Four Pakistani police officers were killed and hundreds wounded when armed activists from a banned group clashed with security forces at an anti-blasphemy demonstration near the eastern city of Lahore, officials said.
The clashes broke out on Wednesday at a rally of the banned far-right Tehreek-e-Labbaik Pakistan (TLP) party on a highway in Sheikhupura, just outside Lahore, as the group prepared to march on the capital Islamabad, a spokesman for the Punjab police said.
The TLP is protesting against the detention of its leader Saad Rizvi, arrested in April when the group was outlawed by authorities, and is demanding the expulsion of France’s ambassador for the publication of a series of caricatures depicting the Prophet Muhammad by a French satirical magazine.
Rao Sardar Ali Khan, inspector general of the Punjab police, said four officers were killed and at least 263 wounded.
Earlier, Sajid Saifi, a spokesman for Rizvi, said two TLP supporters died when police opened fire at the rally in Sadhuke. Police said they were not aware of any deaths among demonstrators.
However, the police said more than 200 supporters of the TLP party were detained in a crackdown aimed at containing the spread of violence to other parts of the province.
Police said TLP activists armed with pistols and automatic weapons, including AK-47 rifles, opened fire on security forces controlling the demonstrators.
After days of tension, including a clash last week in which three police officers were killed, the interior ministry on Wednesday ordered paramilitary rangers to be deployed under anti-terrorism laws.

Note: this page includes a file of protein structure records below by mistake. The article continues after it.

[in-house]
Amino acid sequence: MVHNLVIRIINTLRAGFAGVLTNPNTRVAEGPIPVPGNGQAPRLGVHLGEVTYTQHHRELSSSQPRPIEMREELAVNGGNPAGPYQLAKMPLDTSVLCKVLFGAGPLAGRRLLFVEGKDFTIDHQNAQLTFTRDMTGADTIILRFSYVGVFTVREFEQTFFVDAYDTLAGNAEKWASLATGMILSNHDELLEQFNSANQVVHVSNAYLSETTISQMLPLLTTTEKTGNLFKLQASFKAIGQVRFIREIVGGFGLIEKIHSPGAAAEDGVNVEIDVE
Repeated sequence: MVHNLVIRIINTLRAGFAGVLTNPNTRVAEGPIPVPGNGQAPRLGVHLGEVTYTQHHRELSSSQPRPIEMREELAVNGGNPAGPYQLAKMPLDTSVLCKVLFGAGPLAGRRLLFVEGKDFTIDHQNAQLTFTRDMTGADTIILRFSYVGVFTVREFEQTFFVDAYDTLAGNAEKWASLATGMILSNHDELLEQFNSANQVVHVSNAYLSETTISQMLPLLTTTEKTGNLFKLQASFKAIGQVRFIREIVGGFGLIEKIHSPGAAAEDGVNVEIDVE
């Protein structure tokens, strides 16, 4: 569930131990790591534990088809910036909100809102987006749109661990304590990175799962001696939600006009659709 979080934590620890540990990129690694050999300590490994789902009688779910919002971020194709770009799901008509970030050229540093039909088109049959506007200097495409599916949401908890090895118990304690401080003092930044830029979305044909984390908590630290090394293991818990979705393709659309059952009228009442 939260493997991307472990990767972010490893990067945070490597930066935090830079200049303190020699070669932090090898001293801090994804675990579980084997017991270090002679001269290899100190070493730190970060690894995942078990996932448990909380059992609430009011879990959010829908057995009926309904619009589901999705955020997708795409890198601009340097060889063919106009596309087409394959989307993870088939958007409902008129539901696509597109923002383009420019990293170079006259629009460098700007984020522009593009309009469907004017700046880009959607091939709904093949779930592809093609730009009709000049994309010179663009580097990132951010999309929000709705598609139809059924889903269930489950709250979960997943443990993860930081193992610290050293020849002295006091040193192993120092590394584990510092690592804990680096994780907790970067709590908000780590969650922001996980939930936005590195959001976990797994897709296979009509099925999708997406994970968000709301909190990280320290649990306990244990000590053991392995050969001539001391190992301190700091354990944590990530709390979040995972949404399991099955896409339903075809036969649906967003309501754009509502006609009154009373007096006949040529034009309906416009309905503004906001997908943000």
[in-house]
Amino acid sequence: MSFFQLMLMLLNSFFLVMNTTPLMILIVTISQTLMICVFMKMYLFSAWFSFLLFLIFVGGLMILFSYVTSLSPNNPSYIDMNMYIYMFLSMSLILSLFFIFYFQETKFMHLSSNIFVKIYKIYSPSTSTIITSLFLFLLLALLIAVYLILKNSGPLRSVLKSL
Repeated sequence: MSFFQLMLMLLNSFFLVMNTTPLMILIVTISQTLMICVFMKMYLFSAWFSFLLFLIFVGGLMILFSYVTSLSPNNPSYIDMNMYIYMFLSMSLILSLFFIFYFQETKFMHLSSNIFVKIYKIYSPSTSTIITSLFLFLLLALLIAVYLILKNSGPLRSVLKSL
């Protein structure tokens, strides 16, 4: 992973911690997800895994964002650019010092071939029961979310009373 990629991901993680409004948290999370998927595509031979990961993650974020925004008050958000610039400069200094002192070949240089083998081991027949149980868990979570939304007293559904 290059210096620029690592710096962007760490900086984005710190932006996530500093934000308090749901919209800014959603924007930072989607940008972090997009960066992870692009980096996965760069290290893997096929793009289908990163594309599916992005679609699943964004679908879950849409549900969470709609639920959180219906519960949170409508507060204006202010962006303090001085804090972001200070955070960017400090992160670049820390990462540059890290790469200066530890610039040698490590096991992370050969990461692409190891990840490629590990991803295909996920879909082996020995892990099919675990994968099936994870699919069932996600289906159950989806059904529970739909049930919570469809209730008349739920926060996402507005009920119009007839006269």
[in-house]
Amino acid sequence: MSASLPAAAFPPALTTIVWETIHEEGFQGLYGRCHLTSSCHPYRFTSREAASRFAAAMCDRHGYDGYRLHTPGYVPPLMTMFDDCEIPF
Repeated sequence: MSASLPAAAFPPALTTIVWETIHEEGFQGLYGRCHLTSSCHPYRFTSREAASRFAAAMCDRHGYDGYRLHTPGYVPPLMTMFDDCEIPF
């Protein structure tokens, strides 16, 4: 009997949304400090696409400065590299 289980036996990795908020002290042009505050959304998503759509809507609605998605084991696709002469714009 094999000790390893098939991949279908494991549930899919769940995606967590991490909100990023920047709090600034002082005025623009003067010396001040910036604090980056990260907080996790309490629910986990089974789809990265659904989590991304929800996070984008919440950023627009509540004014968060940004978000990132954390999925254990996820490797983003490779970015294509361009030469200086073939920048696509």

“They will be there for 60 days. I have given them authority that they could go to anywhere they want in Punjab,” Interior Minister Sheikh Rasheed Ahmad told reporters.
“I’m still warning the TLP to please back off.”
‘Can’t be tolerated’
Pakistani Information Minister Fawad Chaudhry said the government would use force to block the TLP activists from entering the capital, Islamabad.
“We have shown restraint so far but the challenge to the state’s authority can’t be tolerated anymore,” he told reporters.
“The government will no longer treat the TLP as a political entity. Instead, we will treat it as a militant group. It has already been declared a proscribed organisation,” Chaudhry said.
Districts along the Grand Trunk Road were brought to a standstill where the city administration had already placed shipping containers to block entry and exit routes.
The government earlier this week announced a breakthrough in talks with the TLP, but the march resumed on Wednesday.
“We tried our best for the success of the talks but the government is not serious about fulfilling its commitments,” TLP spokesman Saifi said.
“The expulsion of the French ambassador is our main demand.”
It is the group’s third countrywide protest campaign since 2017 over caricatures that are considered deeply insulting by Muslims.
The French magazine Charlie Hebdo first published the cartoons in 2006 and republished them last year to mark the opening of a trial over a deadly attack on its offices in Paris by gunmen in 2015.
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